Life and Style
food + drinkClue: You'll either love them or you'll hate them
News
Howard Marks has been diagnosed with inoperable cancer, he has announced
people
News
newsIf you're India's Narendra Modi, it seems the answer is a pinstripe suit emblazoned with your own name
News
peopleWarning - contains a lot of swearing

Day In a Page

Syria crisis: Celebrities call on David Cameron to take more refugees as one young mother tells of torture by Assad regime

Celebrities call on David Cameron to take more Syrian refugees

One young mother tells of torture by Assad regime
The enemy within: People who hear voices in their heads are being encouraged to talk back – with promising results

The enemy within

People who hear voices in their heads are being encouraged to talk back
'In Auschwitz you got used to anything'

'In Auschwitz you got used to anything'

Survivors of the Nazi concentration camp remember its horror, 70 years on
Autumn/winter menswear 2015: The uniforms that make up modern life come to the fore

Autumn/winter menswear 2015

The uniforms that make up modern life come to the fore
'I'm gay, and plan to fight military homophobia'

'I'm gay, and plan to fight military homophobia'

Army general planning to come out
Iraq invasion 2003: The bloody warnings six wise men gave to Tony Blair as he prepared to launch poorly planned campaign

What the six wise men told Tony Blair

Months before the invasion of Iraq in 2003, experts sought to warn the PM about his plans. Here, four of them recall that day
25 years of The Independent on Sunday: The stories, the writers and the changes over the last quarter of a century

25 years of The Independent on Sunday

The stories, the writers and the changes over the last quarter of a century
Homeless Veterans appeal: 'Really caring is a dangerous emotion in this kind of work'

Homeless Veterans appeal

As head of The Soldiers' Charity, Martin Rutledge has to temper compassion with realism. He tells Chris Green how his Army career prepared him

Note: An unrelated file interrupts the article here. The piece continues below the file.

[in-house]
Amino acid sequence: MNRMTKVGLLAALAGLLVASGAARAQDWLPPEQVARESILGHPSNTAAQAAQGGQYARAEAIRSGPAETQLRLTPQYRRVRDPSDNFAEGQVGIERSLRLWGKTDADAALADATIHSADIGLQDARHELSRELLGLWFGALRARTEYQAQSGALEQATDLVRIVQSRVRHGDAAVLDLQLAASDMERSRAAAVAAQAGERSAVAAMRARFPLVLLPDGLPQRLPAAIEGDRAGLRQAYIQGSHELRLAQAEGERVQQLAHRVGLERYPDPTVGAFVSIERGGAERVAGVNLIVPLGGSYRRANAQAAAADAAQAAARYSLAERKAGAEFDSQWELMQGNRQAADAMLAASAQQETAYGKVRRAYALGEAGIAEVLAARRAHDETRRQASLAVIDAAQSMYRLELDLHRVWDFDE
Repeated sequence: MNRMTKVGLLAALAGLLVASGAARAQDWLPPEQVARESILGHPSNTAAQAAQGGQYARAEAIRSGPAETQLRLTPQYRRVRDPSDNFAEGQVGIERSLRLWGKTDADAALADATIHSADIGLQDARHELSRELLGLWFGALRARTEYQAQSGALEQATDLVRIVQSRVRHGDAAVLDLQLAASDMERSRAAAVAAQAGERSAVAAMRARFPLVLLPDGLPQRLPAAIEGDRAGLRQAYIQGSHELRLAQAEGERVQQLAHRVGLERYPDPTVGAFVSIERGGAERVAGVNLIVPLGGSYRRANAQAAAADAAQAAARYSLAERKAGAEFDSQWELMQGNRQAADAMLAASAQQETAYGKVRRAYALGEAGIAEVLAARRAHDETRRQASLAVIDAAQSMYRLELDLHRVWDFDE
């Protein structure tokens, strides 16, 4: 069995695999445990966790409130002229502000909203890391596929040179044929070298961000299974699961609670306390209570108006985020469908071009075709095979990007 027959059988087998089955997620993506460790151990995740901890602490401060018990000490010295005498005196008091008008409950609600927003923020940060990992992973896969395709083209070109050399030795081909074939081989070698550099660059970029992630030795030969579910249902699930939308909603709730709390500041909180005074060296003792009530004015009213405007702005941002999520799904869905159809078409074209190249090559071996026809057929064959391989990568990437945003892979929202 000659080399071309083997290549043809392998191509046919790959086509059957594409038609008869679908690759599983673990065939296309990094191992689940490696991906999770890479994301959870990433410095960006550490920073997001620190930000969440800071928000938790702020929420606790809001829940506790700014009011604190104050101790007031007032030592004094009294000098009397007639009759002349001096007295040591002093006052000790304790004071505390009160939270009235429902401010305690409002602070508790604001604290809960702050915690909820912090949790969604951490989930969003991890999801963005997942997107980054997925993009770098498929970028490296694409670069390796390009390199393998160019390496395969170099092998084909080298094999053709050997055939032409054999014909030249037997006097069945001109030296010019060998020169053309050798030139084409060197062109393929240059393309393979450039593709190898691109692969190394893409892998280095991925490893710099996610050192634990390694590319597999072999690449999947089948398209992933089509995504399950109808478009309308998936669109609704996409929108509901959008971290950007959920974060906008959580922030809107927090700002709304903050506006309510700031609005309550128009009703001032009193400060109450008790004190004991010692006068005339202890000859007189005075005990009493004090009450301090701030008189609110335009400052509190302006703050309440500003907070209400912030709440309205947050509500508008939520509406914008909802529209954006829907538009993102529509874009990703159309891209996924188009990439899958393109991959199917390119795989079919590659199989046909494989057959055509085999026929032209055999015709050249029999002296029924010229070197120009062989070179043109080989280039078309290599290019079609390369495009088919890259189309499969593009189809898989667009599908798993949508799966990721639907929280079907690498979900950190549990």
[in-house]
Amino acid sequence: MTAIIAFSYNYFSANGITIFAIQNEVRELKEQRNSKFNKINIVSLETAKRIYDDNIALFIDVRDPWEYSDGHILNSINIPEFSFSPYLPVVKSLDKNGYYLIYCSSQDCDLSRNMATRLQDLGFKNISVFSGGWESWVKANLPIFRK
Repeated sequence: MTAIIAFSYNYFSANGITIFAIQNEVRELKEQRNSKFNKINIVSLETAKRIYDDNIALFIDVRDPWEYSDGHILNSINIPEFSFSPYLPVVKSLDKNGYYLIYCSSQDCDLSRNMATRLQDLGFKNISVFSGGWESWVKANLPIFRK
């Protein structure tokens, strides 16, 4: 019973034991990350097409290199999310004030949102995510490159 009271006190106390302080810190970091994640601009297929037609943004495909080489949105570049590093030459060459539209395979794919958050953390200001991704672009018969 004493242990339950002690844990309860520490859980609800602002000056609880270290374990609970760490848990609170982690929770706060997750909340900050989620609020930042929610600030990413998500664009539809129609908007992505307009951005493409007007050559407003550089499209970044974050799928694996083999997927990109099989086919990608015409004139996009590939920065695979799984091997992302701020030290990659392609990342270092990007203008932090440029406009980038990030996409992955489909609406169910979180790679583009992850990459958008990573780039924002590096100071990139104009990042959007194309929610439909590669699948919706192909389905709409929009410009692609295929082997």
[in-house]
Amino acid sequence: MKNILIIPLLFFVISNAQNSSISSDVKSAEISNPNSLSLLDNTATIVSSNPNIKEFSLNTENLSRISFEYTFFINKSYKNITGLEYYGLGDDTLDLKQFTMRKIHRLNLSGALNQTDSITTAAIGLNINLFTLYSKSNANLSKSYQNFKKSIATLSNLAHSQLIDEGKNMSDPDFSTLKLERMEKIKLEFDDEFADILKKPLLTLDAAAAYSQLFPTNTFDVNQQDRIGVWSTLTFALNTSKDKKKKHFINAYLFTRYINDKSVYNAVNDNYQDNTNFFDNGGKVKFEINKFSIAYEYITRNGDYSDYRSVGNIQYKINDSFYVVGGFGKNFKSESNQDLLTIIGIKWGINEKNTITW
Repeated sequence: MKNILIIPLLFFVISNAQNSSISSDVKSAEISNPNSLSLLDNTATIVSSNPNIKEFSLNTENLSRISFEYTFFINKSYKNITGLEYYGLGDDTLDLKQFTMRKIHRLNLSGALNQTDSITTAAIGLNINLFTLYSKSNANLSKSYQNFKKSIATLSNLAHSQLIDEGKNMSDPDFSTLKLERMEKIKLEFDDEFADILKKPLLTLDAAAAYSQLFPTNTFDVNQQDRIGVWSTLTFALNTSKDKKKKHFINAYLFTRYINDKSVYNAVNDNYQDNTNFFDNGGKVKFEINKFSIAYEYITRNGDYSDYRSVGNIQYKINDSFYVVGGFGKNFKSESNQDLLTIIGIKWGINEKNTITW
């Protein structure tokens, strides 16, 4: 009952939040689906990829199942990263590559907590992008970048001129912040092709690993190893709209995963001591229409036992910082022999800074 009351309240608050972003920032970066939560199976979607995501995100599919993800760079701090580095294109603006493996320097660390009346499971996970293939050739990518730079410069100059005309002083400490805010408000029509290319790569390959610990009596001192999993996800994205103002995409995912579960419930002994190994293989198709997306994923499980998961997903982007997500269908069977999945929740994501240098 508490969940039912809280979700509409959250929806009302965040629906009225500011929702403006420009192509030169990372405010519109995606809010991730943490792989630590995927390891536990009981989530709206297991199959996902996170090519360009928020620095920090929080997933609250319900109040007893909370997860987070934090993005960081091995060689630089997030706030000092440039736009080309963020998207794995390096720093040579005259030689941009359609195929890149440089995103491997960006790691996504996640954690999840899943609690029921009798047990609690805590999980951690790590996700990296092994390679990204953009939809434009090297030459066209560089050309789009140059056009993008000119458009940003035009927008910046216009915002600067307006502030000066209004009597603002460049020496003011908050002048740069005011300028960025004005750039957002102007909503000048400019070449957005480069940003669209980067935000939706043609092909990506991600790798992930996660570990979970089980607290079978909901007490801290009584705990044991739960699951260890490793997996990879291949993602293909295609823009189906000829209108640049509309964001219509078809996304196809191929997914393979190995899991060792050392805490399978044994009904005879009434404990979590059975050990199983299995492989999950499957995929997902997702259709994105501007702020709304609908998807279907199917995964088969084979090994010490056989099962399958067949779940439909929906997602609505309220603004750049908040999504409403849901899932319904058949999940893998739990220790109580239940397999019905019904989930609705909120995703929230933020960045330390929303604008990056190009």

Wu-Tang Clan and The Sexual Objects offer fans a chance to own the only copies of their latest albums

Smash hit go under the hammer

It's nice to pick up a new record once in a while, but the purchasers of two latest releases can go a step further - by buying the only copy
Geeks who rocked the world: Documentary looks back at origins of the computer-games industry

The geeks who rocked the world

A new documentary looks back at origins of the computer-games industry
Belle & Sebastian interview: Stuart Murdoch reveals how the band is taking a new direction

Belle & Sebastian is taking a new direction

Twenty years ago, Belle & Sebastian was a fey indie band from Glasgow. It still is – except today, as prime mover Stuart Murdoch admits, it has a global cult following, from Hollywood to South Korea
America: Land of the free, home of the political dynasty

America: Land of the free, home of the political dynasty

These days in the US things are pretty much stuck where they are, both in politics and society at large, says Rupert Cornwell
A graphic history of US civil rights – in comic book form

A graphic history of US civil rights – in comic book form

A veteran of the Fifties campaigns is inspiring a new generation of activists
Winston Churchill: the enigma of a British hero

Winston Churchill: the enigma of a British hero

A C Benson called him 'a horrid little fellow', George Orwell would have shot him, but what a giant he seems now, says DJ Taylor
Growing mussels: Precious freshwater shellfish are thriving in a unique green project

Growing mussels

Precious freshwater shellfish are thriving in a unique green project